Thailand is angry about some stolen rice. "They'll take our boxers next,"
said Paw Busan, a farmer from northern Thailand. "They'll mutate them and
send them back to box against our guys." He had to shout to be heard over
the 1700 people protesting the WTO outside the US embassy in Bangkok.
Protesters, most middle-aged or older, gathered Friday morning at Bangkok's
World Trade Center and marched four blocks to perform a "ritual condemnation
of American pirates" in front of the embassy.
The action hit a chord with Thais angry over a Florida researcher's efforts
to genetically modify Thai jasmine rice so it can be grown in America. If
the US grants a patent to the modified rice, American growers could flood
the world market, driving down the price of one of Thailand's best export
products. The sweet-smelling rice is a test case for the WTO's TRIPS
agreement, which has successfully protected intellectual property for
multinational corporations, but so far hasn't helped Thailand retain the
rights to its biodiversity.
Thai farmers and activists make their way on a Bangkok street Friday, Nov. 9, 2001, to the U.S. embassy during a protest against the World Trade Organization and the U.S. role and interests concerning intellectual property rights and agriculture trade. (AP Photo/Apichart Weerawong)
From an office tower across the street, American businessmen looked on.
"Someone should tell them there's a very easy way to stop someone from
reverse-engineering something: sue them." said Ron Henderson, a
telecommunications engineer. "We'd sue them if they did this to us."
"If only TRIPS were that simple." says Nicola Bullard, Deputy Director of
NGO think-tank Focus on the Global South. "It's a political question rather
than a legal one. How willing is the Thai government to push the US? It's
got the beginning of a global recession and an economy that is very
dependent on the US for it's export market."
The real issue, protesters say, is bigger than just jasmine rice. "We want
agriculture out of the WTO and we want medicine out of the world market."
Said Bamroon Kaytua, a farmer and activist from northeast Thailand. "And I
don't like the way America uses its influence within the WTO to bully small
countries. That has to stop."
The nations of the WTO are meeting this week in Qatar. Expanding the WTO's
free-trade policies to food is expected to head the agenda.
The event specifically targeted the US's role in the WTO, despite some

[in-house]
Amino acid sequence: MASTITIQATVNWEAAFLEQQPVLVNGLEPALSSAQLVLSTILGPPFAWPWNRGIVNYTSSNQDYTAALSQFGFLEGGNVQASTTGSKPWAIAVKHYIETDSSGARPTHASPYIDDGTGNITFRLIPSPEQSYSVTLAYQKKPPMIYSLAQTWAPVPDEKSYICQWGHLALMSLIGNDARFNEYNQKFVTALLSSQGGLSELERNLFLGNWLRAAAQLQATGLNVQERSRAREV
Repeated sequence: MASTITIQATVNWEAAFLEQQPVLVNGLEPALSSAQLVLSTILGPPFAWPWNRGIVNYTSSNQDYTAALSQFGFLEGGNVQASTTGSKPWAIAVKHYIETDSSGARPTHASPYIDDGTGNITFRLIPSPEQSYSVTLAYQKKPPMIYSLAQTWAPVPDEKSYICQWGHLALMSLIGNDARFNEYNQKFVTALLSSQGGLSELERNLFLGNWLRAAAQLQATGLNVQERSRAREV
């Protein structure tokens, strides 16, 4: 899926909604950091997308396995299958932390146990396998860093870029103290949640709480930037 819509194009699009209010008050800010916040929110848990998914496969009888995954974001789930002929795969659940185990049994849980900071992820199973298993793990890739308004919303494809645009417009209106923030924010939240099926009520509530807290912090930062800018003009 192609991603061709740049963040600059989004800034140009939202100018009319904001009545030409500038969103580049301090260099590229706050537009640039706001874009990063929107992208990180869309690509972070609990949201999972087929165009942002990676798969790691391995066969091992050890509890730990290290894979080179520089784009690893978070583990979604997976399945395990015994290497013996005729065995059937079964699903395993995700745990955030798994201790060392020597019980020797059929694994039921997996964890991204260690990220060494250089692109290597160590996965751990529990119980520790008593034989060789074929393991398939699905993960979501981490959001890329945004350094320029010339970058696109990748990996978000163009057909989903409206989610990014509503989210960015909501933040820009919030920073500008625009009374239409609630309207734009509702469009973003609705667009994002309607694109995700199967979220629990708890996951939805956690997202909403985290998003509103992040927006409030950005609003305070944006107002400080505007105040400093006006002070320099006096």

organizers worries that the anti-American sentiment would be misconstrued.
That's not our problem, say the farmers.
"The Americans set up this 'with us or against us' thing," said Bamroon.
"I'm not a terrorist, but I don't like that they've stolen our rice."
Some spectators were skeptical. "Who's against negotiations?" says an
American student at Tamasat University. "It's easy to demonize some outside
"It's not a perfect world," he says.
But many Thais in Bangkok were sympathetic to the farmers. "If they didn't
march like this, the Thai government wouldn't consider the pros and cons of
the WTO," says Anatai, an employee of the city electric company. "This will
help the government realize this is a really important issue."
Even Henderson, the engineer, agreed the protest was a peaceful one. "It's
nice to see people can do these things without getting nasty about it," he
The protest included more than 1000 farmers from across Thailand, as well as
about 500 workers from the International Transport Workers, an informal
labor union. The Thai government is responding to IMF pressure to privatize
"Our government hears the WTO and the G-7 countries, but not their own
people," says Boon Choi, a Thai Air employee. "So now we have no job
Also present were around 200 people AIDS protesting the US government's
support of the WTO's TRIPS agreement, which protects drug companies
copyrights from local production of generic drugs. "Not even 40% of the Thai
people with AIDS can afford treatment," says Wan, an HIV+ protester from
Khon Kaen. Thai people's best option, he says, is smuggling cheaper generic
drugs from India, which has not yet complied with the TRIPS agreement.
Bamroon's farmers networks have given the US Ambassador seven days to
respond to their demands to keep agriculture out of the WTO. Until then, the
uncertain future of jasmine rice will worry Thailand's farmers.
"This jasmine rice, it's a Thai thing," says Samai, a farmer from the
central region. "It's like Thai boxing. It just doesn't make sense for it to
be anywhere else."